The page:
Gosnells: Winifred Jones Centre to be demolished


The heritage-listed Winifred Jones Centre in Amaroo Village is due to be demolished.
The heritage-listed Winifred Jones Centre in Amaroo Village is due to be demolished.

THE heritage-listed Winifred Jones Centre is set to be demolished as Amaroo Village proceeds with plans for a new clubhouse and administration centre.

The $8 million project will feature a communal cafe, events centre, arts and crafts room, counselling area, gym and more on the bottom floor and a new administration office on the top floor.

To make way for the new building, the centre will be demolished, along with the nearby Dot’s Cafe, while some surrounding trees will also be cut down.

The Winifred Jones Centre, also known as Jones House, was listed in the City of Gosnells’ Heritage Inventory 2016 as a category 3 item, meaning preservation of the centre was desired, but not a high priority.

Items on the inventory had a rating from one to four, with one being the highest significance and four the lowest.

Amaroo Village chief executive David Fenwick said the new clubhouse would better cater for their residents.

“It’s long overdue and gives them a number of different recreational amenities they haven’t had before,” he said.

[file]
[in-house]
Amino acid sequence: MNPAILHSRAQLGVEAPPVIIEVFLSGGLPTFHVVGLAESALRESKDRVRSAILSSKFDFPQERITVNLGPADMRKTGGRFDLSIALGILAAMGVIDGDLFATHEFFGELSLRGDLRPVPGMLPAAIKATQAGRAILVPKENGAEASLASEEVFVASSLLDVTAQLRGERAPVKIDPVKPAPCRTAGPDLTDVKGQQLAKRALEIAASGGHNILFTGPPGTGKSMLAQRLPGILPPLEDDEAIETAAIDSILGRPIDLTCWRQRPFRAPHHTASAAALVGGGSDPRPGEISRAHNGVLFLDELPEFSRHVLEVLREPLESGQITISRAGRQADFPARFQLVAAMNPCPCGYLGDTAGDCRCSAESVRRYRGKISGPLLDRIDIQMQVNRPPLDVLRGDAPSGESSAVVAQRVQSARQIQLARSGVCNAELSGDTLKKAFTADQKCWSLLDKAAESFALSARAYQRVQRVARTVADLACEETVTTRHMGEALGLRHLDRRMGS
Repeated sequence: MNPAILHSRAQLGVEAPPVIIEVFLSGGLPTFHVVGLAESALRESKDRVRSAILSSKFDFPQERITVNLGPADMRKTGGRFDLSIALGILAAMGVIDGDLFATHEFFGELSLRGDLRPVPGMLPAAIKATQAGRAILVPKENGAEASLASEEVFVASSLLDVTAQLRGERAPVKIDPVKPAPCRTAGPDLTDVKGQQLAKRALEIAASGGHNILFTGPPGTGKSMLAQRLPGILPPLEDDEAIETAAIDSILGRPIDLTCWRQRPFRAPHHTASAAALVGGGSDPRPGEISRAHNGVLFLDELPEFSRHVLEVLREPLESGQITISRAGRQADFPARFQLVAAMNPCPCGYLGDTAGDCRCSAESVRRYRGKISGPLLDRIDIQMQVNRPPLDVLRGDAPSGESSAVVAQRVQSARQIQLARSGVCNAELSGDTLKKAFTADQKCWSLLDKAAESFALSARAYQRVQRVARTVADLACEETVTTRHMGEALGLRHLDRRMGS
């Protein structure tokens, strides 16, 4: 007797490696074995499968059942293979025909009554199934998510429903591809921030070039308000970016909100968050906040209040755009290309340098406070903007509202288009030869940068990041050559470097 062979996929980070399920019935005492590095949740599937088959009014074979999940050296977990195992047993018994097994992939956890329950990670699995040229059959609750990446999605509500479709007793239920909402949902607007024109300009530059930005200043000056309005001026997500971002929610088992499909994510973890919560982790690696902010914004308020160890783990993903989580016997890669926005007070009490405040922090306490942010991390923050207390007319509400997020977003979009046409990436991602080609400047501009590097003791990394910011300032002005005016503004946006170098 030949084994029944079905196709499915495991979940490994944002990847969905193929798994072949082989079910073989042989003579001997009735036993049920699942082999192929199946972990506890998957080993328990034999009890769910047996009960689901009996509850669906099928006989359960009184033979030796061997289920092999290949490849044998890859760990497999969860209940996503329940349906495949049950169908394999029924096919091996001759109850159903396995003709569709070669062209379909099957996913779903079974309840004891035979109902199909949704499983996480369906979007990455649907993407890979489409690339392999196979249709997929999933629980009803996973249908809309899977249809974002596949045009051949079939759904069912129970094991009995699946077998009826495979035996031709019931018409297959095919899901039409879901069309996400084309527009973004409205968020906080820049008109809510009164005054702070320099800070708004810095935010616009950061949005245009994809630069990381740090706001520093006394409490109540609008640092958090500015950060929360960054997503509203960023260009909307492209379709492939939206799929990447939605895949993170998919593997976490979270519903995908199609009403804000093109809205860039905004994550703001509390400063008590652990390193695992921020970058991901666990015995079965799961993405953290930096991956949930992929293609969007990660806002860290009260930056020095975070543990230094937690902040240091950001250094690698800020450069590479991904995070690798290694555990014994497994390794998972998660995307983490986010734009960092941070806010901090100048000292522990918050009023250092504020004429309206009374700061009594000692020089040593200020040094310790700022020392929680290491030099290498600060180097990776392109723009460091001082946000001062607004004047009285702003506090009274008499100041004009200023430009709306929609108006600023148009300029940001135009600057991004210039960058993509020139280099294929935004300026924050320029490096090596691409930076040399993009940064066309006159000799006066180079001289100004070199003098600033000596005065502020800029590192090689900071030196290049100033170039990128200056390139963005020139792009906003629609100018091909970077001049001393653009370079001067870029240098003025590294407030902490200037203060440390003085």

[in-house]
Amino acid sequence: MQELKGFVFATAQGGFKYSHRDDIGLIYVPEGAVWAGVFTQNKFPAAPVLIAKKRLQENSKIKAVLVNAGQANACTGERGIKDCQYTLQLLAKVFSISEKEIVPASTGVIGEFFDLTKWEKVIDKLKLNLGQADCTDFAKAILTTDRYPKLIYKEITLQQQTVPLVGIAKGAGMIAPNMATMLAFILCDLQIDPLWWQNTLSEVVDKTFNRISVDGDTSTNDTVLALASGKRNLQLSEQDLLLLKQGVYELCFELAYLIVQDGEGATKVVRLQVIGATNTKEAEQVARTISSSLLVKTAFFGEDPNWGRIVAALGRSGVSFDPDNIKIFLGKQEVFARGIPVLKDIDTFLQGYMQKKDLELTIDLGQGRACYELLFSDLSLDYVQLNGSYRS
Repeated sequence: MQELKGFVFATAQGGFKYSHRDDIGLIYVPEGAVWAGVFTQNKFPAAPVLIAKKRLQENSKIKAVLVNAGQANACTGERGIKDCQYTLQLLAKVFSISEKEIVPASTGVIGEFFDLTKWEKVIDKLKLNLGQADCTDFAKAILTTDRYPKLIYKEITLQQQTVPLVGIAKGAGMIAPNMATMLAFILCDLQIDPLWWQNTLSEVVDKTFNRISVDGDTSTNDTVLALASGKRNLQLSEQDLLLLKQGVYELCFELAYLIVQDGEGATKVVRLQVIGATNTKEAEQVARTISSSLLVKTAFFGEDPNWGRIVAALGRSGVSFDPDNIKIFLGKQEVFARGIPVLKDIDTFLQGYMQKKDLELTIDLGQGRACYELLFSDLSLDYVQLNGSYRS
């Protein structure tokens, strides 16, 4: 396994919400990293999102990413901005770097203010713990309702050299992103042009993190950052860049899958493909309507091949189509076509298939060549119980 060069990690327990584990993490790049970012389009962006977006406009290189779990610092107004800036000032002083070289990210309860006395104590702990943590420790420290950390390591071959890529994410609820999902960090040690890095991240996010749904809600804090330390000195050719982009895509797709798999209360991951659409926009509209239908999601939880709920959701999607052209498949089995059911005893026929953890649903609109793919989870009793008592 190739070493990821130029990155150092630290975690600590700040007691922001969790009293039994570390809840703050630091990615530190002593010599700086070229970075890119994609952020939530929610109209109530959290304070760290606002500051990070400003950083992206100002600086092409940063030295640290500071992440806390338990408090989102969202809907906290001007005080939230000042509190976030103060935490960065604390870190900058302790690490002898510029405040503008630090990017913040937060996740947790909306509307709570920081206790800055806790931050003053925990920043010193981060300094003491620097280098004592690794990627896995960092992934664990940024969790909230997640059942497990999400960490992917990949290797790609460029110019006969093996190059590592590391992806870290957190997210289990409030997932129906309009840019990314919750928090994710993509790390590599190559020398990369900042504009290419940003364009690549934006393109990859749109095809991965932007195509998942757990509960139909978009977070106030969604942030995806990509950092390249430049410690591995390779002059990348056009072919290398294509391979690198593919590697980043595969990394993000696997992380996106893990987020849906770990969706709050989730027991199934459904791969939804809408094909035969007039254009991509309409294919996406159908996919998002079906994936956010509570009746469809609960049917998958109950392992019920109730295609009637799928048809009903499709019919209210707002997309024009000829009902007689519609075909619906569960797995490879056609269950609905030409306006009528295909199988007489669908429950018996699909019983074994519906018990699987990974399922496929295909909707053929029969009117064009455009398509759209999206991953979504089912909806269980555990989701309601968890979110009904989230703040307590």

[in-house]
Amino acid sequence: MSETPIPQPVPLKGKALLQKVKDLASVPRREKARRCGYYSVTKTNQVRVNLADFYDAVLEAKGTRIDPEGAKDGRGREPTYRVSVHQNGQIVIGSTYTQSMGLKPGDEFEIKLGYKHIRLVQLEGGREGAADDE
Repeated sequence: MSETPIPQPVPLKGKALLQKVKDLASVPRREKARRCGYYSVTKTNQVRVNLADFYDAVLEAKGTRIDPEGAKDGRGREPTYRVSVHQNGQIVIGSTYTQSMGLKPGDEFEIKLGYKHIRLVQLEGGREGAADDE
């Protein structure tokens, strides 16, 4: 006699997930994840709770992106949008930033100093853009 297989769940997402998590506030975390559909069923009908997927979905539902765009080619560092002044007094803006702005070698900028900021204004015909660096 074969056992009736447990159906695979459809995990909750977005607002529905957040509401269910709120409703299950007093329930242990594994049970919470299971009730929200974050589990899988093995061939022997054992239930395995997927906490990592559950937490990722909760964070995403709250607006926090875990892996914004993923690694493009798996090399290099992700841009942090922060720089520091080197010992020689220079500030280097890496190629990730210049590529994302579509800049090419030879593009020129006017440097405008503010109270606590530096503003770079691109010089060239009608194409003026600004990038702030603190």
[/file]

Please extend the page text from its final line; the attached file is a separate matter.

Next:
Amaroo Village property and assets manager Robert Spencer said they had consulted with the City of Gosnells over the project and wanted to retain some of the building’s most special features.

“We’ve prepared an archival report to the office’s satisfaction and submitted that in January this year, which identifies key elements of the building,” he said.

“We’ve advised of some of the elements we want to keep, like the stained glass windows and some original jarrah timber finishes.”

However, some residents said they were devastated to hear about the fate of the building and the trees.

One resident, who wished not to be named, said they felt intimidated after they were told they were welcome to move to another villa if they opposed the centre.

“They managed to convince a lot of people after a while it was really necessary and for their benefit,” they said.

“You’ve got some staff who are saying ‘we can move you to another village, if you don’t like the trees being cut down you can move if you like.’”

Another resident said they believed the area’s amenity would be ruined by the new development.

“This area is the only open area where you can get a bit of fresh air,” they said.

“They’re knocking down all of the trees, but this area here is beautiful.”

Mr Spencer said the majority of residents were enthusiastic about the project and for every tree they were planning to chop down, they would plant two more.

“We’ve probably got 450 residents, and we’re talking two, three people against it,” he said.

“We’ve had the arboriculturist out to look at all the trees on site and provide us with a health report, we’re trying to protect the ones we can and looking after the ones that are good.”

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